October 24, 2018

Russia and Illiberal Democracy

TASS/Scanpix

We have done this before and will do it in the future: let’s take a look at Estonia’s vicinity and explore the processes that may concern us directly.

Tomas Jermalavičius writes about the challenges in deterring Russia. There is, he says, “… no basis for trusting any assurances of Russia’s benign intent, or its unwillingness to resort to military force and nuclear suasion, let alone to engage in political and societal subversion and destabilisation. At the same time, the [Baltic states] also appreciate that stronger military defence and deterrence by denial are necessary but not sufficient conditions to protect themselves: the fundamental lesson from 1940 for the three countries, which were spending almost a fifth of their national budgets on the military, was simple—no amount of military power will save you from political and societal failure,” he states.

Raivo Vare and Holger Mölder comment on Jermalavičius’s article.

Alla Hurska looks at the squabbles between the Ukrainian and Russian Orthodox churches. “Autocephaly will not mean that Moscow is going to discontinue its attempts to be a part of Ukraine’s internal affairs, since a defeat rarely stops Russia, especially in its self-proclaimed zone of influence. On the contrary, Russian interference could take different, more sophisticated forms,” she says.

Tuula Koponen thinks that Viktor Orbán is not limiting himself to politics alone in Hungary. “Orbán will not be satisfied with turning Hungarian society upside down simply by amending laws and the constitution. He wants to begin a completely new era based on Christian and conservative family values, and do away with all liberalism that he has designated as being leftist or even an appendage of communism.”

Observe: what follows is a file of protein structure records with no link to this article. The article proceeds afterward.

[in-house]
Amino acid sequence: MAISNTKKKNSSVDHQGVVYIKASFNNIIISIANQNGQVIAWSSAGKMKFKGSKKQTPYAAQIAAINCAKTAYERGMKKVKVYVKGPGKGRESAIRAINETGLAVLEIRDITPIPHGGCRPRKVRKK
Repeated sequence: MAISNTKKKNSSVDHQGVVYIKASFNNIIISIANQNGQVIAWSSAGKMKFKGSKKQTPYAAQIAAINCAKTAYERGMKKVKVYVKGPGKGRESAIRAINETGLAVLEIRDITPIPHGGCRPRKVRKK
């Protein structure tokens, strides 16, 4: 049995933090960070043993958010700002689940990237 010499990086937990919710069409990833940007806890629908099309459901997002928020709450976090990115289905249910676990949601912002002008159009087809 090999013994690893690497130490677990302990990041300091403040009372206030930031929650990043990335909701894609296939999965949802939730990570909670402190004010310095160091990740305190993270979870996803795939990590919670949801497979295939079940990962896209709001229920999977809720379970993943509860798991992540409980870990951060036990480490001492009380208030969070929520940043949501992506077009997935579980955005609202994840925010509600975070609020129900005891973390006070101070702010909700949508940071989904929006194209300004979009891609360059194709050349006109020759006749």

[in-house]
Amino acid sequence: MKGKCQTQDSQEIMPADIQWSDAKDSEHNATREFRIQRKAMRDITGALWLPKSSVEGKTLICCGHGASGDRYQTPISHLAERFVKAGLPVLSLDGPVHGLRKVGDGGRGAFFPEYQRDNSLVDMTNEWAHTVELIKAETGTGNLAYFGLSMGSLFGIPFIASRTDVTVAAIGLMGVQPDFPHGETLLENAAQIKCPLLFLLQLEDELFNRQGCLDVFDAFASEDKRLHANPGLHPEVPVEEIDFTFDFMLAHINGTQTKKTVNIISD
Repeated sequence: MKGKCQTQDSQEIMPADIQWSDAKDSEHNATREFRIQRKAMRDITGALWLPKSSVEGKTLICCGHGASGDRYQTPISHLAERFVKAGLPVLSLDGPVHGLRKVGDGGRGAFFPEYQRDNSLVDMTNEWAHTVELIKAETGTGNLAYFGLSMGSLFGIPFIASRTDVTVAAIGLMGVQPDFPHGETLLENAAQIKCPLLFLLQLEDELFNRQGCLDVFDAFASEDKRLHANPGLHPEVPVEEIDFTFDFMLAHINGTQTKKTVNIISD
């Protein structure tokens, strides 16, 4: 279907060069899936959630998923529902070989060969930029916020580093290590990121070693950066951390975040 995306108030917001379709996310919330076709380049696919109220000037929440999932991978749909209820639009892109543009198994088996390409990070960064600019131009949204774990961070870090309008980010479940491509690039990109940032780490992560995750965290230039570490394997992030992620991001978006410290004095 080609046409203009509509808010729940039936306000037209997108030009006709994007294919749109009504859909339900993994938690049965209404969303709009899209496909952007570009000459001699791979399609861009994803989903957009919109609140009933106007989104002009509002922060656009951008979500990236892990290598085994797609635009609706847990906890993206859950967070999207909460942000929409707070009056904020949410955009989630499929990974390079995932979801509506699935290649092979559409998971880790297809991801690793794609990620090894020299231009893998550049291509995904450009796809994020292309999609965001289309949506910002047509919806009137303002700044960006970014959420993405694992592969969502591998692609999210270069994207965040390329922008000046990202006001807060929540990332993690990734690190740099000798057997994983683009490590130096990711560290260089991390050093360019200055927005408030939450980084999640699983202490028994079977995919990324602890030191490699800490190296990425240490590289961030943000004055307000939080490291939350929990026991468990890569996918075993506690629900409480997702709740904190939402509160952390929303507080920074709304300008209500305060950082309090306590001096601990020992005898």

Hille Hanso writes about how Syrian refugees have become victims of Russia’s manipulation. “Russia contributed to the combat activity that forced them to flee their homeland but now wants them to return to Syria without asking for their consent,” says Hanso. “The reason is clear: sending the refugees back and rebuilding brings benefits—whatever the methods used to get the people back to Syria, it will attract funding from international organisations and potentially Western states to areas controlled by Russia.”.

The October issue of Diplomaatia is rich in book reviews. Viljar Veebel reviews the collection of articles in Strategic Challenges in the Baltic Sea Region: Russia, Deterrence, and Reassurance. Aimar Ventsel writes about an Estonian translation of Lev Gumiljov’s book on ethnogenesis and Ivan Lavrentjev considers several works on Russia.

Filed under: Paper issue